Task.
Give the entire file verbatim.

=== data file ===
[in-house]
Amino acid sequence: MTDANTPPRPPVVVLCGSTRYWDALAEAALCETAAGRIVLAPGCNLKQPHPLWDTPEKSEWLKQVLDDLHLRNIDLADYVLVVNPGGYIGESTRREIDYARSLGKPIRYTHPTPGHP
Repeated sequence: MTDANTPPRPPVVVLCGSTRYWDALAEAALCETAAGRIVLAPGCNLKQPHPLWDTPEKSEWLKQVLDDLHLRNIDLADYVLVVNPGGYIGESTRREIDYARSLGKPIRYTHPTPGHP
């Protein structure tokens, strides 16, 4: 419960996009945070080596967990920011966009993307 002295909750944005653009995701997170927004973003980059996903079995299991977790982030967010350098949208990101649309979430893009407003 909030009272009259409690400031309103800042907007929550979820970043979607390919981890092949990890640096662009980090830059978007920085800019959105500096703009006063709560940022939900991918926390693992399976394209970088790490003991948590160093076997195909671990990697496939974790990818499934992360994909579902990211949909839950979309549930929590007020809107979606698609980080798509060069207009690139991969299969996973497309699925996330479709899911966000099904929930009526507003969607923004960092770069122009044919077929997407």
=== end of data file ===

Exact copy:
[in-house]
Amino acid sequence: MTDANTPPRPPVVVLCGSTRYWDALAEAALCETAAGRIVLAPGCNLKQPHPLWDTPEKSEWLKQVLDDLHLRNIDLADYVLVVNPGGYIGESTRREIDYARSLGKPIRYTHPTPGHP
Repeated sequence: MTDANTPPRPPVVVLCGSTRYWDALAEAALCETAAGRIVLAPGCNLKQPHPLWDTPEKSEWLKQVLDDLHLRNIDLADYVLVVNPGGYIGESTRREIDYARSLGKPIRYTHPTPGHP
């Protein structure tokens, strides 16, 4: 419960996009945070080596967990920011966009993307 002295909750944005653009995701997170927004973003980059996903079995299991977790982030967010350098949208990101649309979430893009407003 909030009272009259409690400031309103800042907007929550979820970043979607390919981890092949990890640096662009980090830059978007920085800019959105500096703009006063709560940022939900991918926390693992399976394209970088790490003991948590160093076997195909671990990697496939974790990818499934992360994909579902990211949909839950979309549930929590007020809107979606698609980080798509060069207009690139991969299969996973497309699925996330479709899911966000099904929930009526507003969607923004960092770069122009044919077929997407």